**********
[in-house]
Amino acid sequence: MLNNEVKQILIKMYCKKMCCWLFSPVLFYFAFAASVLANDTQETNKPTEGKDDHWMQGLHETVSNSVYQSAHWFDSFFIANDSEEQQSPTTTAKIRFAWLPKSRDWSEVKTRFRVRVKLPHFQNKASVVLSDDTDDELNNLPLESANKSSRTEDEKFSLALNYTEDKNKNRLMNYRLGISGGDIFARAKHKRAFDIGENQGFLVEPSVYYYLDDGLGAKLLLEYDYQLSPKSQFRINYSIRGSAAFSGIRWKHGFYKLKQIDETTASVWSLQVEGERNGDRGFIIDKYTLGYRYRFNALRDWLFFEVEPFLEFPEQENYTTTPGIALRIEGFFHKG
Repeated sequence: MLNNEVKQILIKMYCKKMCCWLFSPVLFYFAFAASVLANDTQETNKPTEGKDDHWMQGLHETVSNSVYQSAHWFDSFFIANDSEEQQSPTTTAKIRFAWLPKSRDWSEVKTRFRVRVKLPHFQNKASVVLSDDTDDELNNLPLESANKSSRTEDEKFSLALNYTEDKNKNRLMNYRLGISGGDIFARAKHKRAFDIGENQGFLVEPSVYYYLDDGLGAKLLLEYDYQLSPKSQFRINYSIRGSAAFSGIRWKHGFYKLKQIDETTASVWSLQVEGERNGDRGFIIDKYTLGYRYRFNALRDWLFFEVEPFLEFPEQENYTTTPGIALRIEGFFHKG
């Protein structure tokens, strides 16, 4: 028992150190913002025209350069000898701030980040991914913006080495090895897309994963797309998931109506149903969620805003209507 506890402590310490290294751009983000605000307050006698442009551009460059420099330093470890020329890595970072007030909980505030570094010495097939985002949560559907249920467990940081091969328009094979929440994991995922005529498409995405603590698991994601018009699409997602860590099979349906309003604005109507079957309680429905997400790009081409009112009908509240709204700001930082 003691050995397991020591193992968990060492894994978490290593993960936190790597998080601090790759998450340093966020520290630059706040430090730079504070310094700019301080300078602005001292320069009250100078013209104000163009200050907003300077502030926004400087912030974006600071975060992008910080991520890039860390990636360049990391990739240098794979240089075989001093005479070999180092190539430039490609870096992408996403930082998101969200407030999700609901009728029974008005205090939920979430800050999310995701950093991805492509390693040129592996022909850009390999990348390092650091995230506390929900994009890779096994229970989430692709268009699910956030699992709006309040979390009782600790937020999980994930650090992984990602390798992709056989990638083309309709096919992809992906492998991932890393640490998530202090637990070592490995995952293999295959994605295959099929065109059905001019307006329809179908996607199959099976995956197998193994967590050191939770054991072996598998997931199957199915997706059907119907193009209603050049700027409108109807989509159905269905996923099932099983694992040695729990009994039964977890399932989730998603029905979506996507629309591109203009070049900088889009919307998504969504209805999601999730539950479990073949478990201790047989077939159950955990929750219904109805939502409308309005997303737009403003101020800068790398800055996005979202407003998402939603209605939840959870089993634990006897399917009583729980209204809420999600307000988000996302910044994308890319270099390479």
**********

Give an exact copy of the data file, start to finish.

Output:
[in-house]
Amino acid sequence: MLNNEVKQILIKMYCKKMCCWLFSPVLFYFAFAASVLANDTQETNKPTEGKDDHWMQGLHETVSNSVYQSAHWFDSFFIANDSEEQQSPTTTAKIRFAWLPKSRDWSEVKTRFRVRVKLPHFQNKASVVLSDDTDDELNNLPLESANKSSRTEDEKFSLALNYTEDKNKNRLMNYRLGISGGDIFARAKHKRAFDIGENQGFLVEPSVYYYLDDGLGAKLLLEYDYQLSPKSQFRINYSIRGSAAFSGIRWKHGFYKLKQIDETTASVWSLQVEGERNGDRGFIIDKYTLGYRYRFNALRDWLFFEVEPFLEFPEQENYTTTPGIALRIEGFFHKG
Repeated sequence: MLNNEVKQILIKMYCKKMCCWLFSPVLFYFAFAASVLANDTQETNKPTEGKDDHWMQGLHETVSNSVYQSAHWFDSFFIANDSEEQQSPTTTAKIRFAWLPKSRDWSEVKTRFRVRVKLPHFQNKASVVLSDDTDDELNNLPLESANKSSRTEDEKFSLALNYTEDKNKNRLMNYRLGISGGDIFARAKHKRAFDIGENQGFLVEPSVYYYLDDGLGAKLLLEYDYQLSPKSQFRINYSIRGSAAFSGIRWKHGFYKLKQIDETTASVWSLQVEGERNGDRGFIIDKYTLGYRYRFNALRDWLFFEVEPFLEFPEQENYTTTPGIALRIEGFFHKG
């Protein structure tokens, strides 16, 4: 028992150190913002025209350069000898701030980040991914913006080495090895897309994963797309998931109506149903969620805003209507 506890402590310490290294751009983000605000307050006698442009551009460059420099330093470890020329890595970072007030909980505030570094010495097939985002949560559907249920467990940081091969328009094979929440994991995922005529498409995405603590698991994601018009699409997602860590099979349906309003604005109507079957309680429905997400790009081409009112009908509240709204700001930082 003691050995397991020591193992968990060492894994978490290593993960936190790597998080601090790759998450340093966020520290630059706040430090730079504070310094700019301080300078602005001292320069009250100078013209104000163009200050907003300077502030926004400087912030974006600071975060992008910080991520890039860390990636360049990391990739240098794979240089075989001093005479070999180092190539430039490609870096992408996403930082998101969200407030999700609901009728029974008005205090939920979430800050999310995701950093991805492509390693040129592996022909850009390999990348390092650091995230506390929900994009890779096994229970989430692709268009699910956030699992709006309040979390009782600790937020999980994930650090992984990602390798992709056989990638083309309709096919992809992906492998991932890393640490998530202090637990070592490995995952293999295959994605295959099929065109059905001019307006329809179908996607199959099976995956197998193994967590050191939770054991072996598998997931199957199915997706059907119907193009209603050049700027409108109807989509159905269905996923099932099983694992040695729990009994039964977890399932989730998603029905979506996507629309591109203009070049900088889009919307998504969504209805999601999730539950479990073949478990201790047989077939159950955990929750219904109805939502409308309005997303737009403003101020800068790398800055996005979202407003998402939603209605939840959870089993634990006897399917009583729980209204809420999600307000988000996302910044994308890319270099390479």